Yes, they rejected icons per se, but they even more heavily venerate the image of the cross - same thing, no?
When they attempted to convert the Mongols khans they demonstrated their faith and praxsis by prostrations and veneration of the cross. Strange evangelizing technique.
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« Reply #115 on: August 20, 2006, 07:09:10 AM »

Quote
That is obviously disputable.

No - not disputable, just being denied by some. Denial doesn't mean something is in dispute - it just means that someone is in denial.

The claims of the Assyrian Church of the East as to primacy of their tradition is a mutable thing. To understand its history, one needs to understand the heavy hand of the Presbyterians and Evangelical/Puritan wings of the Anglican Church upon the Assyrians through the last two centuries. The 'primacy' of texts isn't a concern of traditional Assyrian theology - they got that from the Protestants.

Again: the search for a 'pure' text is not part of Syriac tradition. The best illustration of this is the existence of the canonical Syriac Diatessaron  (the Harmony of the Four Gospels) alongside that of the canonical Syriac Evangelion Da-Mepharreshe (the Gospel of the Distinct Evangelists.) The Syriac tradition was the origin of the 'Harmony' tradition, and was fine with its method of simplification/compilation ... even paraphrase (and that, from as early as the 170s.)

That the Assyrians may claim something now does not mean their claim has any veracity. And, what the Assyrian Church of the East claims does not reflect on the Malankara or Jacobite tradition (they aren't in union with the Assyrian Church of the East, nor share their peculiarities of theology and praxis.) Important to note that the West Syriac tradition *does* venerate icons (and always has) - one Syriac tradition with, one without. The modern 'spin' of ACOE is that the West Syriacs (which includes Malankara) have been 'corrupted by the Greeks'. Does the Malankara Archdiocese admit to such?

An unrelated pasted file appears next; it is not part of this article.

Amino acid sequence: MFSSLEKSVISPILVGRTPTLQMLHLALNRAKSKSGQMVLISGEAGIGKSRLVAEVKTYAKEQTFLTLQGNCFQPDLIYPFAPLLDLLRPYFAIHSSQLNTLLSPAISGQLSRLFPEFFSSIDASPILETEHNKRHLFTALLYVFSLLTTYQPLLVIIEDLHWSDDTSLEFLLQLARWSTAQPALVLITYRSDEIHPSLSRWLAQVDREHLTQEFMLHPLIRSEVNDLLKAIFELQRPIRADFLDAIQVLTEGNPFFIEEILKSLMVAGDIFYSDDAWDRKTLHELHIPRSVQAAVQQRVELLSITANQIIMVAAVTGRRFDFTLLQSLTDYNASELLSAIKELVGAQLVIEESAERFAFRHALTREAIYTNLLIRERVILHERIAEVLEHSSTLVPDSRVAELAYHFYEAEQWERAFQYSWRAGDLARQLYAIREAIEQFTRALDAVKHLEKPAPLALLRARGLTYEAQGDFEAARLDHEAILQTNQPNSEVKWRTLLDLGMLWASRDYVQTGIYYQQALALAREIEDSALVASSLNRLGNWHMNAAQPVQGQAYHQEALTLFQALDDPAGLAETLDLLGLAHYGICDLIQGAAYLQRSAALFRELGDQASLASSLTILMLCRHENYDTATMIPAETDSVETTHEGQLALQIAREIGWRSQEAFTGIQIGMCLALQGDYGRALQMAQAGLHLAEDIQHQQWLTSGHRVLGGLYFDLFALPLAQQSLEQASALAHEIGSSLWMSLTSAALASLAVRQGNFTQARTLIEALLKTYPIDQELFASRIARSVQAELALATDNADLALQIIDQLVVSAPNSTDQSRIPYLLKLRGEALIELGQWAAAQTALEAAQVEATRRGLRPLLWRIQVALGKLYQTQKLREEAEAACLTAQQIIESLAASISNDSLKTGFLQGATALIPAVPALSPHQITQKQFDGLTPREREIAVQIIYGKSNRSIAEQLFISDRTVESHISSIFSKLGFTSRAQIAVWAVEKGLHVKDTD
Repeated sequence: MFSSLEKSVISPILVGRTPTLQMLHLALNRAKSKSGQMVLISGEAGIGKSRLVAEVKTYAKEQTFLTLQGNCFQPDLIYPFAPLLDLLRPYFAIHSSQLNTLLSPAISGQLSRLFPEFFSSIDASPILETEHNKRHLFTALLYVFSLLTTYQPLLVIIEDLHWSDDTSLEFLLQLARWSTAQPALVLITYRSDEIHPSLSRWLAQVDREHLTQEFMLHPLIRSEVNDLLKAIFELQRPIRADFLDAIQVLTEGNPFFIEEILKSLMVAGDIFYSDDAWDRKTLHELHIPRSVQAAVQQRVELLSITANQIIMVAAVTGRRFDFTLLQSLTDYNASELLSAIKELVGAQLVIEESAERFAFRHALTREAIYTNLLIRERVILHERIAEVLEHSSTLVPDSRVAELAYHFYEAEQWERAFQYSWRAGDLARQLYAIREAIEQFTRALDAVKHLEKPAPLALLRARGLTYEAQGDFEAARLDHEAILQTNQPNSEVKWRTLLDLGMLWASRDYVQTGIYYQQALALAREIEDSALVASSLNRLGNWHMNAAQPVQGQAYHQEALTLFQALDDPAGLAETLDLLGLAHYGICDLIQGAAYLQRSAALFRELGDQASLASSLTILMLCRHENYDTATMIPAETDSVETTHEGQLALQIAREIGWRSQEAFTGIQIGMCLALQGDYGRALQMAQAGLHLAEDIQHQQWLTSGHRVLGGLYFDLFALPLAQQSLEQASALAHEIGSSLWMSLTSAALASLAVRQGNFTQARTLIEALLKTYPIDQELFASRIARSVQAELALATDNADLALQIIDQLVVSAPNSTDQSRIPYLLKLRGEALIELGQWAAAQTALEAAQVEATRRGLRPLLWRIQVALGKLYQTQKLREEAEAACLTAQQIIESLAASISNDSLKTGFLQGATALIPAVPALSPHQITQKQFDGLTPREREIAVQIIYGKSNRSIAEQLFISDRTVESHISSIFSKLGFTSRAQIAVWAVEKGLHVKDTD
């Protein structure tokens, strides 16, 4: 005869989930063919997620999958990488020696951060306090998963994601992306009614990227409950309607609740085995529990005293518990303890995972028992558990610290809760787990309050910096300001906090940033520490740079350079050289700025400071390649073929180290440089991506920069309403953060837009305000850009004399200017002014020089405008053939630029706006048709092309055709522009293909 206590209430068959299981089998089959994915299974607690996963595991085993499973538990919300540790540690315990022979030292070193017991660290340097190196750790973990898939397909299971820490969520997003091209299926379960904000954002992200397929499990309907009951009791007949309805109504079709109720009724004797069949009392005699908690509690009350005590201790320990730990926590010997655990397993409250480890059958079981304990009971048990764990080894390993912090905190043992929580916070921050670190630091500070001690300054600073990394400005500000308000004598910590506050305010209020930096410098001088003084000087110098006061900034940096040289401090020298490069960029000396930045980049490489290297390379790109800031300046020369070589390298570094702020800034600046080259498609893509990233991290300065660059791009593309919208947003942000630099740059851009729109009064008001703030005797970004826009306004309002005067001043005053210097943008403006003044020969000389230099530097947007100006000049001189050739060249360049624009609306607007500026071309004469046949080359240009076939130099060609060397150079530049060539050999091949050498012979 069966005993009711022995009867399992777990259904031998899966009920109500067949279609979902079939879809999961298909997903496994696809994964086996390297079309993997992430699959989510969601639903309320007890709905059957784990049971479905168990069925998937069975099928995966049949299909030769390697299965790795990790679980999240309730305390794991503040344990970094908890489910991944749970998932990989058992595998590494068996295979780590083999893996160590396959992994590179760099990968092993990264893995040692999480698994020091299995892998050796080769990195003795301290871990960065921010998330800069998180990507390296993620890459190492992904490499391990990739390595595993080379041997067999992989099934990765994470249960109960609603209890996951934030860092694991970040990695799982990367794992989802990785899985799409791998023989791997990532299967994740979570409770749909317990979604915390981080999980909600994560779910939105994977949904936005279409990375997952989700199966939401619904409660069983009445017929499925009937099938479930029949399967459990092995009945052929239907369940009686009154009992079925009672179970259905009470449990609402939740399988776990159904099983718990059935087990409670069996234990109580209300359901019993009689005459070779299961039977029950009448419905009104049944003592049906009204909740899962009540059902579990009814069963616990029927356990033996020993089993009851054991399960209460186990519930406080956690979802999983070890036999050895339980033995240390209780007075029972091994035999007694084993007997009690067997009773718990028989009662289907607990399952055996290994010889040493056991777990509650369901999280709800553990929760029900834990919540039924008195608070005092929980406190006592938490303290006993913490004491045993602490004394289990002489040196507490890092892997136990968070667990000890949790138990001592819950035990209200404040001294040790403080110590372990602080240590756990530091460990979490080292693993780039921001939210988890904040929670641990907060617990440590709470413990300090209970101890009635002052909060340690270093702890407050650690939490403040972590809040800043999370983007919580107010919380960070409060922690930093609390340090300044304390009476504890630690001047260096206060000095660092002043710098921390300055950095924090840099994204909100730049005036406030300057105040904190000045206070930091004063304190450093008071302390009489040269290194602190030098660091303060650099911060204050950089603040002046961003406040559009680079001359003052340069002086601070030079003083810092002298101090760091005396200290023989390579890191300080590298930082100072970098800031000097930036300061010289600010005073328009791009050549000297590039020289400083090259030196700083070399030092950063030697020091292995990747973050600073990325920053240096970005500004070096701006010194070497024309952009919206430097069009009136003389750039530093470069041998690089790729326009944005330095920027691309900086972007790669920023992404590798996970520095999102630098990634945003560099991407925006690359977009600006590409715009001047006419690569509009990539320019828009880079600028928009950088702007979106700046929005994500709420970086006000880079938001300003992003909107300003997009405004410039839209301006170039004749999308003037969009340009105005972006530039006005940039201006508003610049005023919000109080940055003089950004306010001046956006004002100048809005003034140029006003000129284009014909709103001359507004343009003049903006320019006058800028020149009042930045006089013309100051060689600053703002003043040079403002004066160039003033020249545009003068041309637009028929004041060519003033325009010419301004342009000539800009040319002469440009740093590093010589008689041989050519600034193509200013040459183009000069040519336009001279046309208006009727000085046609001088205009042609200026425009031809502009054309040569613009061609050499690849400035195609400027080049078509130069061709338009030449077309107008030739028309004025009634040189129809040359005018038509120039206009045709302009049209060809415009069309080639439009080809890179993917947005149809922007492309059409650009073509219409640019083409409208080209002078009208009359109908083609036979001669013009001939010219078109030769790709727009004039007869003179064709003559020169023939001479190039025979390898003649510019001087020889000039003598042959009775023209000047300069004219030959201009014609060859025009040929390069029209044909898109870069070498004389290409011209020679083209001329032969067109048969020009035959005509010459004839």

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« Reply #116 on: August 21, 2006, 01:50:41 AM »

No - not disputable, just being denied by some.

Numerous scholars in Lamsa's lifetime considered his insight to be important and helpful.

The claims of the Assyrian Church of the East as to primacy of their tradition is a mutable thing.

How long has the Assyrian Church made the claim of Aramaic primacy?

Does the Malankara Archdiocese admit to such?

No, not at all. I'd hope that our Church would not be the kind to refer to our Greek Orthodox brothers and sisters as corrupt in doctrine or practice.